Writers are their own worst enemies when it comes to talking about their stories. Great ideas are often right at the fingertips of many freelancers. Their expertise on certain subjects is just waiting to be shared, but then the word “sales” comes into the picture and many of us freeze up. Whether it’s breaking down a novel or a feature article into a sentence, it’s easy to overthink yourself out of telling a good story.
That’s what pitching is at the end of the day. Storytelling and relationships are the heartbeat of sales. It took me about a year to really master it but, once I understood this, I became more confident in how I approach editors and publishers. While I don’t always get a yes, I do get them more often now.
With each pitch I make, I ask myself three very important questions. These questions help me solve the biggest problems with pitching. How do I connect to my editor and my reader with what I’m trying to say?
What’s The Story You’re Trying To Tell?
All pitches are a story. Ask yourself before you send that email what story you want to tell. In this case, I’m talking about how I pitch, and how asking these three questions crystallizes what I’m trying to convey to editors and readers, and what expectations I create with my pitch.
Getting an editor to understand what you’re trying to convey is the key. Communicating what story I’m telling helps both the editor and myself envision the story I’m pitching. Freelancing is all about delivering expectations and writers need to be clear about that. Figuring this out helps you craft your work.
What Problem Does It Solve?
Every story needs to solve a problem. When I pitch, I think of the problems facing writers today. How can I serve an audience? Because, when you can serve an audience, you will find a readership or, even better in some cases, you will create one. There are a ton of places to pitch your work. There are niches everywhere that are desperately craving content and you have to figure out what places need your talents and expertise. Every pitch I send to editors is about an article that will solve a problem. Often, when you see open calls for pitching, editors are telling you what they need, and how much they are willing to pay for it.
Why Should They Care?
This does tie into the problem solving, but it goes beyond that. Writers have to figure out how to tell the stories they care about. Breaking into niches is all about finding ways for the material to connect to the author telling the story. We don’t just read content for the sake of information. We read it because we want to feel something. With freelancing today, your material has to sing, because readers have to be able to connect, relate, and engage with the content. If you don’t find a way to care about what you’re writing, it will translate. A writer that doesn’t care will lose their editor and audience.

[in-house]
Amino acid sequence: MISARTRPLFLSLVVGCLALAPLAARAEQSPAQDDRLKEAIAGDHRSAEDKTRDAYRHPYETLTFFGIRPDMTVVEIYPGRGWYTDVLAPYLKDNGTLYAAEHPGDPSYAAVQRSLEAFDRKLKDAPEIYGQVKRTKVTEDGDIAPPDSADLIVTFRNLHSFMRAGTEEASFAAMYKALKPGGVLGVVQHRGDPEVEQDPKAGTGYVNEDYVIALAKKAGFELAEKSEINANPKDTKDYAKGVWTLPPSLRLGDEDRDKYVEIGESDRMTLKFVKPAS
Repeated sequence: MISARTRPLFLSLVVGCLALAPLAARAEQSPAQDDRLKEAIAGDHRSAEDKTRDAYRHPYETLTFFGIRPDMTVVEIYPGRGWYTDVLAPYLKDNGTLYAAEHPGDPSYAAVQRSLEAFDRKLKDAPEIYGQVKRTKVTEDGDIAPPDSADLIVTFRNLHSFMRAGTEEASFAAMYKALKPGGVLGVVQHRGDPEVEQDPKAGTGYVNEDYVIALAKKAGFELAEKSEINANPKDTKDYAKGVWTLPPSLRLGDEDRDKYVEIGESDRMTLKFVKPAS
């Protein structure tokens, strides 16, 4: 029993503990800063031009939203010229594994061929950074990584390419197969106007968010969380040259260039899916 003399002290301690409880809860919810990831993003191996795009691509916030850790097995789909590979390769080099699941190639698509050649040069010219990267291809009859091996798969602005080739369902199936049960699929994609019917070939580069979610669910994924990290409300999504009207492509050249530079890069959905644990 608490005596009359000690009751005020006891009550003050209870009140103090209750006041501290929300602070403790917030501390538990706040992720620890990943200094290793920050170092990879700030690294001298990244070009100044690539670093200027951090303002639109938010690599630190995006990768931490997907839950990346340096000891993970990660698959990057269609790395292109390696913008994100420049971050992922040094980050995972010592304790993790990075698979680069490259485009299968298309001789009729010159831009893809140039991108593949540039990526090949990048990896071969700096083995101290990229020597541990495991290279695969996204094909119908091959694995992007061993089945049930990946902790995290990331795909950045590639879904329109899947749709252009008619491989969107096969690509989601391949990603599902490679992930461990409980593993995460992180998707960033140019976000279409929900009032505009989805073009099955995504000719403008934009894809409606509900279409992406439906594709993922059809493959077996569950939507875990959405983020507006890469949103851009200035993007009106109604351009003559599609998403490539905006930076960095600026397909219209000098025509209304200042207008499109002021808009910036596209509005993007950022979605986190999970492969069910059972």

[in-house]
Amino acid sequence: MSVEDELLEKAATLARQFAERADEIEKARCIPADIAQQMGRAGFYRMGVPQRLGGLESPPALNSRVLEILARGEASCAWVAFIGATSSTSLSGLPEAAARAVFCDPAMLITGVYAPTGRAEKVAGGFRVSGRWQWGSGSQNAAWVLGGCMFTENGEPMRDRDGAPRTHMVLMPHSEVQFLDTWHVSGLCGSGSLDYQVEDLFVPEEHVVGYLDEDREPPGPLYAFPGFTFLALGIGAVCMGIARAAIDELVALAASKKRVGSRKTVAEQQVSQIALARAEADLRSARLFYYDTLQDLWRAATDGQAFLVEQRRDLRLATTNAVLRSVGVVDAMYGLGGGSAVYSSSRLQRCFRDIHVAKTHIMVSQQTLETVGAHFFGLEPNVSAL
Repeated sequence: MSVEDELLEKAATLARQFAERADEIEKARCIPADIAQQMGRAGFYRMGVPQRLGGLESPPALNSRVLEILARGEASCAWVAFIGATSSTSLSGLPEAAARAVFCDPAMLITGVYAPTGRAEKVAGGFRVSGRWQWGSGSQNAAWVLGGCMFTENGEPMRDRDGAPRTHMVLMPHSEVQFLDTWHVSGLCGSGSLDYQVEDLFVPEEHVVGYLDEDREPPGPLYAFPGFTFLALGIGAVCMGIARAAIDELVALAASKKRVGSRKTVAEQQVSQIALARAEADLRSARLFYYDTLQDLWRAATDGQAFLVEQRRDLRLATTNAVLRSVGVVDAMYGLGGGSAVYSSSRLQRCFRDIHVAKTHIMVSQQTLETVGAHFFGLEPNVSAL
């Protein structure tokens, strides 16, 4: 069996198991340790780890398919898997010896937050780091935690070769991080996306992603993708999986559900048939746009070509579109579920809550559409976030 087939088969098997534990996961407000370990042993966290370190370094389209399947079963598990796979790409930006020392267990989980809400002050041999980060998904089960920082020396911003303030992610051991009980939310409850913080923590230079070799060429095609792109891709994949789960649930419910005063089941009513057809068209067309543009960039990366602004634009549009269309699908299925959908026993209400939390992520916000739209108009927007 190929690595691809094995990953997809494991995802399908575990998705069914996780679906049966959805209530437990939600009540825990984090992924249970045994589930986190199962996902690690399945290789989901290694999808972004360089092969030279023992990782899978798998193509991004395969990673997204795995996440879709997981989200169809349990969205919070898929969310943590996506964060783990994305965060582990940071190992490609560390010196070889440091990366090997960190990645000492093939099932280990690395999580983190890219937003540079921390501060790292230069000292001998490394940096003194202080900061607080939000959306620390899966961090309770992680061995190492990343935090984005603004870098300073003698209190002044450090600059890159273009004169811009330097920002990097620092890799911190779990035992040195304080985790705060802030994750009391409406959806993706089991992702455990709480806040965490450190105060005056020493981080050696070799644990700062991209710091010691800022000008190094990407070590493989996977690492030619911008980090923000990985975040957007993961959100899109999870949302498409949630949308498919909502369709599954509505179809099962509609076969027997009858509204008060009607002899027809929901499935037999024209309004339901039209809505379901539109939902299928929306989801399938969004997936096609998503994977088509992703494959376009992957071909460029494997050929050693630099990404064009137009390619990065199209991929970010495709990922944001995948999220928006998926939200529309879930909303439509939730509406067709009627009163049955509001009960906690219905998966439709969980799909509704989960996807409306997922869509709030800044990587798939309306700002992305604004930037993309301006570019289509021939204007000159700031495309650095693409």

Get Out Of Your Own Way
Answering those three questions has helped me with pitching, whether it’s here at WritersWeekly, or at Anime Herald, or any website or magazine. I know the story I’m trying to tell, I know the problems I’m solving by telling the story, and I know why I, and my editors, care about it.
Having all this information before I send out a pitch shapes my pieces, and it allows me to constantly keep pitching.
- 11 Fatal Query Letter Mistakes – Angela Hoy
- Five Things NOT To Do In Your Email Query – by T.M. Jacobs
- Query Upside-Down For the Trades By John K. Borchardt
- How to Pitch Your Writing to the BIG Companies
- Cold-Pitching Your Freelance Writing Business the SMART Way – by Mikey Chlanda
Joshua Pantalleresco writes stuff, podcasts and dabbles in illustration. He has written 5 books and articles for places like Anime Herald and First Comics News. His next book, Lights Out is coming out April or May this year. He does a podcast called Just Joshing and it airs 5 days a week in which he interviews creatives about life, the universe and everything. He lives in Canada and is working on drawing a comic. His website is: https://jpantalleresco.wordpress.com
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